|Christopher Eccleston and Kate Winslet in the 1996 film adaptation Jude|
Sue reluctantly acquiesces to Jude’s sexual desires when Arabella returns from Australia as a way of binding him to her. Even after both receive their respective divorces and make two conscious attempts to actually get married, her fear overtakes her and they remain an unmarried couple. Yet for a short time, they do experience a sexual relationship; the difficulties emerge when children arrive on the scene. Then both encounter discrimination from a censorious Victorian society when they seek accommodation: Jude experienced it acquiring employment as a stonemason. When two children are born and she becomes pregnant with a third, as Hardy explained in a letter to a friend, “her intimacies with Jude have never been more than occasional…they occupy separate rooms.” For those like Krafft–Ebing, who considered sexuality largely for the purpose of procreation, the “moderate expression” of their sexual life, albeit unsatisfying for Jude, would appear compatible with the norms articulated by some Victorian doctors. Some argued that the chaste mother and sexually indifferent wife were essential in protecting her husband from nervous drain and the decline of masculine productivity in the economic sphere through the abundant loss of semen. For those doctors who worried that the neurotic New Woman was starving her uterus by developing her brain, the occasional intimacies of Sue and Jude did not impair her capacity to reproduce.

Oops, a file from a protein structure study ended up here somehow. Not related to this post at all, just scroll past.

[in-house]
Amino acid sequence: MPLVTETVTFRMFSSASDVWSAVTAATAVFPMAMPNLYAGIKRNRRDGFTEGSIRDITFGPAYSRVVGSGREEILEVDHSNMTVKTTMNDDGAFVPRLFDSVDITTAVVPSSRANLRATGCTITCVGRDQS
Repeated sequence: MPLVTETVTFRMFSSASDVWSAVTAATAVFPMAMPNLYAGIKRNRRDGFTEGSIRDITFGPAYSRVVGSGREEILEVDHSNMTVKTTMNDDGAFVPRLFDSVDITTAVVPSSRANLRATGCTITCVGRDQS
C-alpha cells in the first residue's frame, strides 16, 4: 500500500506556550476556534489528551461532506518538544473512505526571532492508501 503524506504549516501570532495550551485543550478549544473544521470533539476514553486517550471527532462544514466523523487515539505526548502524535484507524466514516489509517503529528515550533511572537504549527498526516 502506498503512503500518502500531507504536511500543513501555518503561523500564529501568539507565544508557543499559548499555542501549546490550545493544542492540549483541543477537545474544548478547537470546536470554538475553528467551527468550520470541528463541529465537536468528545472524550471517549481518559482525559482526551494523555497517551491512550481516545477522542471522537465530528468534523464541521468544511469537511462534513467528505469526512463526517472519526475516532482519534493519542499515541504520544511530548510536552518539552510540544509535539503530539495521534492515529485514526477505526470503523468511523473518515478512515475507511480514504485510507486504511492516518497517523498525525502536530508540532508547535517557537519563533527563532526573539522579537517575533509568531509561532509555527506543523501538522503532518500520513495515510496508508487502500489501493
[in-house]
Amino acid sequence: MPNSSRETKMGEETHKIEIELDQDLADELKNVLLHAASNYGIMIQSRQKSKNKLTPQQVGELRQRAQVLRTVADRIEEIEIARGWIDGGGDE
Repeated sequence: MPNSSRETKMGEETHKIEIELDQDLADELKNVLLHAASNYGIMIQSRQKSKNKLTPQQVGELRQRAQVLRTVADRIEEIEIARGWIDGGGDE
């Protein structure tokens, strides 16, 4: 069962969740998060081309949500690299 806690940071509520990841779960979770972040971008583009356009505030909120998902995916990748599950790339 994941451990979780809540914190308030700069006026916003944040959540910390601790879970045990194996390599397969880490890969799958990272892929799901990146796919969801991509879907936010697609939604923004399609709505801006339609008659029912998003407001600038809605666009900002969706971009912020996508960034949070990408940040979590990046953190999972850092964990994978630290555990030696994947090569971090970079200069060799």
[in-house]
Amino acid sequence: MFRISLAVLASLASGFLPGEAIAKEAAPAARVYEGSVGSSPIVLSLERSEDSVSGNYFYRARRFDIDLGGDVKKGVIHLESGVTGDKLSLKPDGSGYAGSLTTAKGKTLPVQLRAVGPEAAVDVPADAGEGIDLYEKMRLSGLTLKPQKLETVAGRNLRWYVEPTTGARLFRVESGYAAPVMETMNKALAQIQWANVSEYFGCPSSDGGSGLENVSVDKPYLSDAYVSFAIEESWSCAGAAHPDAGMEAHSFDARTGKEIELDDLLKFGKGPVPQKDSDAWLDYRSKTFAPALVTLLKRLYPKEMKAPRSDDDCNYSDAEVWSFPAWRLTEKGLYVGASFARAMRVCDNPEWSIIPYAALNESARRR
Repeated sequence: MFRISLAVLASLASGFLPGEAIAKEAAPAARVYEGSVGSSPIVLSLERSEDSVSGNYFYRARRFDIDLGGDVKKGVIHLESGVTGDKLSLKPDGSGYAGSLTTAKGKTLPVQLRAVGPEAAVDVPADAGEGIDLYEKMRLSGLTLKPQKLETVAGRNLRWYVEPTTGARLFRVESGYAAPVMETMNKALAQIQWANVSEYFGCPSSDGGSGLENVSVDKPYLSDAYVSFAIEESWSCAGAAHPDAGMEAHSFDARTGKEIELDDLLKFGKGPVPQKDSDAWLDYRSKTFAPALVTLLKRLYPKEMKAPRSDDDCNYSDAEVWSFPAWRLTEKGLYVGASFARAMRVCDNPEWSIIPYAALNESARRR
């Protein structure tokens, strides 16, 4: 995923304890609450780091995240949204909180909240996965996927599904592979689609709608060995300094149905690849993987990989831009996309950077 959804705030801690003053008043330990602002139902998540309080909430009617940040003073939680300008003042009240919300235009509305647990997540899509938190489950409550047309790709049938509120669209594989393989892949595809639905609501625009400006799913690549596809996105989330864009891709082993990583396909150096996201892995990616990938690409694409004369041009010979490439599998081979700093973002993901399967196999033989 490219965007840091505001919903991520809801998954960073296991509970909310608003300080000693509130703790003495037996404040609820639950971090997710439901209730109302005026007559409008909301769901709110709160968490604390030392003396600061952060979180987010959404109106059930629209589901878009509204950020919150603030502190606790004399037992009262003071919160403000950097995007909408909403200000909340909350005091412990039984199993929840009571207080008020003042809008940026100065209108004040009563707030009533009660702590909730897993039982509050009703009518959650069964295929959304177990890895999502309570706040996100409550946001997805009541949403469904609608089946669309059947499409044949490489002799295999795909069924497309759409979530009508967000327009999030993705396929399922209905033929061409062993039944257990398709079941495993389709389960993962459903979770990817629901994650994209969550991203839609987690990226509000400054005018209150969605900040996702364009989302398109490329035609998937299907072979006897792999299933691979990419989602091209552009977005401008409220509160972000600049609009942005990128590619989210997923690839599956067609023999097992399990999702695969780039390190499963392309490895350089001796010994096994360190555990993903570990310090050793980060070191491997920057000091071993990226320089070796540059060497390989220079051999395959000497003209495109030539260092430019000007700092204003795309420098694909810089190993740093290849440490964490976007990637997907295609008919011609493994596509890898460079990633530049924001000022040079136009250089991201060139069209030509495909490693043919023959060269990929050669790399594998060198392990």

Womanhood however does pose powerful challenges for Sue, who is determined to pursue an unconventional life as a critic of the coercive conventions that clashed with powerful drives within her. There is always an undercurrent of tension between her professed intellectual development that could be a vehicle for personal liberation and her longing to escape from adult responsibilities: “I like reading and all that, but I crave to get back to the life of my infancy and its freedom.” This astute self-perception is initially puzzling since from the scraps of textual evidence, we learn that after her mother left her father she lived with her mother for a time in London, and then returned to her father whom she is now estranged. He raised her to “hate her mother’s family” which presumably meant hating her mother and her own femaleness. From these snippets, we can infer that she probably was made to feel shameful and worthless as a woman like her mother. Is it surprising that Sue would fear sexuality, and the inevitable by-product of child–bearing with or without the blessings of a marriage ritual, if in her psyche, motherhood connoted “badness”? Also would not the birth of each child precipitate within her the pain she would have experienced at being abandoned by her own mother and release what today is called postpartum depression? There is a startling absence of interaction in the text between Sue and her two young unnamed children. Add these internal dynamics to the stress of poverty, social ostracism for being different, and the addition of Jude’s son from his previous marriage, the accumulation of pressures would likely have, at some point, been too much for Sue to sustain.